How to attract talent as startup?


What are the best ways in attracting talent to a startup? Is it salary, a cool brand, a cool office or something else? Equity is pretty much a standard so I'm looking for some other tips.

A while back I read an article about a startup that got some decent talent by having a very cool "first day" setup where they greet the new employee with a desk of different cool gadgets, choice of computer and even a dose of soda. Unfortunately I can no longer find this article, anyone know?

Hiring Employees Interviews

asked Nov 3 '11 at 05:47
139 points

4 Answers


Interesting work on something they believe in.

answered Nov 3 '11 at 07:47
Giles Thomas
1,540 points


I don't think there is any one formula for what makes someone stay or go.

So I would mix as many of the following as you can

  • Good work place. Doesn't have to be like the RedBull office but make sure its not a dank, dark, hole miles from anywhere (especially food and drink) choosen because it was the bottom of the barrel on price.
  • Very few rules, only those that are constructive ... like get the job done, all questions allowed .. Zappos is a good public example.
  • Sense of "We are all in this together against the world"
  • Agreed set of end goals
  • Allowed to argue and
  • Sense of discovery. We are breaking new ground, scientific endeavour.
  • Autonomy in their work. This needs to be balanced against the goals and choices of the company but especially for the early adopter group this is a key benefit.
  • Being held to account ... but within limits
  • Praise success, celebrate failure as learning not as recrimination
  • Good feedback metrics.
  • Bunch of friends enjoying a challenge.
  • If they are developers a good set of tooling (hardware and software)
  • A sense of "earning it" bit by bit over time. If it all comes to easy, then where is the challenge? if it never arrives, whats the point? Basically make the steps incremental and achievable.

Remove as many of the following.

  • Unknown rules that are there "just because"
  • Focus on the money today only, yes its important, but it annoys everyone because sometimes you need to do things like pay down technical debt and make other less obvious choices.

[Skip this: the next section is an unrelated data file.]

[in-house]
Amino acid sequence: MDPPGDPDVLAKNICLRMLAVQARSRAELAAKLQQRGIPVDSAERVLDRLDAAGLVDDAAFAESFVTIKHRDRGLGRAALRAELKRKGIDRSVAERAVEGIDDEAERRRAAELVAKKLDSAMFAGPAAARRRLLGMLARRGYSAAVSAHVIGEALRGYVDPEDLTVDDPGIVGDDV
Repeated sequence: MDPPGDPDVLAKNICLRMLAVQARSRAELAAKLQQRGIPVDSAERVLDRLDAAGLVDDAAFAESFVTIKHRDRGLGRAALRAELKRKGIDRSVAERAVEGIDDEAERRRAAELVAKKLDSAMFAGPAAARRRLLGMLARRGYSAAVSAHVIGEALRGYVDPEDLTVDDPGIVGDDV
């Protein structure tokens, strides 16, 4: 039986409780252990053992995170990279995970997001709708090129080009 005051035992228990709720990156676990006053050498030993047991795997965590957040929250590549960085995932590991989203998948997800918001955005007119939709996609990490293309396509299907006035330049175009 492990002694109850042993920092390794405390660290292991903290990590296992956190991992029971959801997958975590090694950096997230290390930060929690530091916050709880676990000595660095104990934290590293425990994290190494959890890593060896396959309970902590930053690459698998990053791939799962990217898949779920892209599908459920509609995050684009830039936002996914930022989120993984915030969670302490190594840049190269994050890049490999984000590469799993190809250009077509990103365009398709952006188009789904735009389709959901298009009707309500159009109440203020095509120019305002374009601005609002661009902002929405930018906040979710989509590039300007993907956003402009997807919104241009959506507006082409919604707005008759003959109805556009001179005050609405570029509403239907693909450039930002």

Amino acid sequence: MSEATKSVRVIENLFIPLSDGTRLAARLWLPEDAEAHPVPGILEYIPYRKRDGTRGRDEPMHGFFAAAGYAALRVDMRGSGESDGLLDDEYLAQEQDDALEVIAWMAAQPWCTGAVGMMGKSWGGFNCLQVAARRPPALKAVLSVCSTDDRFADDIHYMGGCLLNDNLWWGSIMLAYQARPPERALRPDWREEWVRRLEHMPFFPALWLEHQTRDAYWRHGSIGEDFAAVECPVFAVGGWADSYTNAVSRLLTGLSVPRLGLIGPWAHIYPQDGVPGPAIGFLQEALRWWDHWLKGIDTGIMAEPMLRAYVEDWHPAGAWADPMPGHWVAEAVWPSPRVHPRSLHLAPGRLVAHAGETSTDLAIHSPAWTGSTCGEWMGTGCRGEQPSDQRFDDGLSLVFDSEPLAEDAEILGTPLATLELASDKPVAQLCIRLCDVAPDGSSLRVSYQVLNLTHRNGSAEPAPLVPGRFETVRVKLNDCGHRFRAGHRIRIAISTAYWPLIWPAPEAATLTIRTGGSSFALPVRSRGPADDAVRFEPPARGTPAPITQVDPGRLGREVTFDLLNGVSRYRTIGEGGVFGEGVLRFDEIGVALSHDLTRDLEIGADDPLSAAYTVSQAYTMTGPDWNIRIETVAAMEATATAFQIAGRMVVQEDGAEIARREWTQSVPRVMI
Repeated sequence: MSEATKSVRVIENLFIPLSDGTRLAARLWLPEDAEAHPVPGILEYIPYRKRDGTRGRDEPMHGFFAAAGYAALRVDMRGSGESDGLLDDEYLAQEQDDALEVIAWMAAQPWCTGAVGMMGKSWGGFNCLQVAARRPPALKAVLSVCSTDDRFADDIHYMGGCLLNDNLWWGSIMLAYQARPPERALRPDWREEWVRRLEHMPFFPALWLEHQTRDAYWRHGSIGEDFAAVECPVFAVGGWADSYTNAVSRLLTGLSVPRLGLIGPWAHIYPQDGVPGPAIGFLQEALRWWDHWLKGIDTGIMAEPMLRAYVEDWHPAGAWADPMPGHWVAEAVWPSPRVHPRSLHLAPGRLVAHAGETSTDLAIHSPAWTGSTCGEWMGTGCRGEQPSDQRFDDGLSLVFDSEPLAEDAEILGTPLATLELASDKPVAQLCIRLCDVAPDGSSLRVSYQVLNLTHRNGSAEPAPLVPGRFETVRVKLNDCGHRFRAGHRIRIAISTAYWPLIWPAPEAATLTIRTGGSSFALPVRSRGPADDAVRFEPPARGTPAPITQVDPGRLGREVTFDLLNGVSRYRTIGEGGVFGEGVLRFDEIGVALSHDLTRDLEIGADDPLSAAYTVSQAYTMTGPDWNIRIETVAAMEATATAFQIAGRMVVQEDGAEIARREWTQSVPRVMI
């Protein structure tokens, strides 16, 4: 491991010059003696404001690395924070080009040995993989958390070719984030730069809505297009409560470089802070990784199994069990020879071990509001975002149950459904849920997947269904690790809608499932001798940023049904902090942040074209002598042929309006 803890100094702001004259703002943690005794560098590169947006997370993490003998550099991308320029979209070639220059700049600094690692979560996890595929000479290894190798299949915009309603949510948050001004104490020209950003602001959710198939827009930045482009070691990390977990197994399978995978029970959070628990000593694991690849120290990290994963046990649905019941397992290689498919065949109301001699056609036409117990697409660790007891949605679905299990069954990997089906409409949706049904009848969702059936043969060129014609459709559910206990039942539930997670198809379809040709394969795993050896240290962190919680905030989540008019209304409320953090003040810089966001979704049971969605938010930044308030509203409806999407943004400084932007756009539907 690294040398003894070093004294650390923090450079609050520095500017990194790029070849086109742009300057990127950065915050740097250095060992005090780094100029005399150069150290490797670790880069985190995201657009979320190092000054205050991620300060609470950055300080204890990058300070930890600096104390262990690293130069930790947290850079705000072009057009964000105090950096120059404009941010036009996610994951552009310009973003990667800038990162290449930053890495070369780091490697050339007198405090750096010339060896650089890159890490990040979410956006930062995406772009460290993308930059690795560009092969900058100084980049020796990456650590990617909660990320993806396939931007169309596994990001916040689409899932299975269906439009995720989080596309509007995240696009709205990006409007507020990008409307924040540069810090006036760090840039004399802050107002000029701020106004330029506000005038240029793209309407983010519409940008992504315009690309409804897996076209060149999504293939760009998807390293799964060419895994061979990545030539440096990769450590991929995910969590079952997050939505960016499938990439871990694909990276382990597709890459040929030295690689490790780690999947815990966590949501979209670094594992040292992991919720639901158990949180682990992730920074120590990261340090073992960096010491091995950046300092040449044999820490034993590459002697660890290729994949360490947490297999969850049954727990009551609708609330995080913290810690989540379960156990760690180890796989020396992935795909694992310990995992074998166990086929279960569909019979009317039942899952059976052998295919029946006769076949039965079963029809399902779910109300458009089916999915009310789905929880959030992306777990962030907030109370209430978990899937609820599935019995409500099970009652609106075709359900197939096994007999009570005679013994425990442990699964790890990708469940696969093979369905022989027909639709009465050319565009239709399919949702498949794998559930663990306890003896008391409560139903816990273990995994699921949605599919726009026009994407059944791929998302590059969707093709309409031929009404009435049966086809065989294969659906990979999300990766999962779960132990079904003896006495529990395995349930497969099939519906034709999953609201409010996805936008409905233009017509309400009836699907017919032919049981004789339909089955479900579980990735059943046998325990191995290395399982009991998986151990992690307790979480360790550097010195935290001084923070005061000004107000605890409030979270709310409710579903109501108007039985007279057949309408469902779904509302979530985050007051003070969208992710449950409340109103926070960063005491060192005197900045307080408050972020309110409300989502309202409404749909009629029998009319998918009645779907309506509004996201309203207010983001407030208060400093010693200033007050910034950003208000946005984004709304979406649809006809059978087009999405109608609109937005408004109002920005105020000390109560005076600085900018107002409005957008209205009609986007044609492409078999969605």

• Penny wise, pound poor or in these days pay for minor things be smart about the larger purchases.
  • Administration minimisation. This is a key ingredient, you need to provide the minimum "other stuff" that gets in the way, Joel wrote a post years ago on the job of the manager is to remove all the non-developer/productive hurdles out of the way so the productive people can focus on the productive work.
  • Miserable people and nah sayers. Last thing you need is to be told its too hard, other people are smarter and that someone else is bigger and better than you and that you don't stand a chance ... get rid of them, they have no place in a startup.

then add a bunch of other elements yourself.

answered Nov 3 '11 at 12:01
Robin Vessey
8,394 points


To keep it simple I would say the primary start up draws would be:

  • Ability to make a difference. Something unique and potential to change the game.
  • A place where there input and efforts make a true difference in the business and product
  • Challenging and creative work
  • Freedom to use the technology and tools that make the most sense for the job
  • At least enough money to not be embarrassed around friends and family

Sure having a soda machine, the latest laptop, the Aeron chair, a cool Steelcase desk where I can sit or stand is great. But, that really doesn't matter. That same person would be just as satisfied coding on a couch with their Macbook. Those are perks, but right now I'm seeing some developers take less $ to work somewhere they can have an impact and work on something they believe in.

answered Nov 3 '11 at 13:04
Ryan Doom
5,472 points


If you're talking specifically about attracting technology talent, the environment is a very important factor, probably more than money or options--and I am not talking about a ping-pong table or free beer. The best engineering talent tend to be attracted to two main things at a start-up:

  1. the presence of other good engineers to work with, and
  2. the company is using the latest exciting technology to tackle a challenging technical problem.

If a company doesn't have these things going for it already, it is going to find it very difficult to attract top-shelf engineers.

It is a bit of a chicken and egg problem, I'll grant you. You need that first one or two passionate developers to start to build the kernel of the team. If you yourself are not technical, then you will not be able to attract tech talent until you have a solid, dedicated founder-level technology person on board who can focus on building the team. I have seen a few non-technical co-founders attract that first developer simply with the promise that they can choose the technology and build the team. There is a smaller subset of engineers that have leadership qualities and can be attracted to that proposal. But, do make sure this first engineer has leadership experience in their past.

answered Nov 10 '11 at 04:50
Sam Mc Afee
118 points

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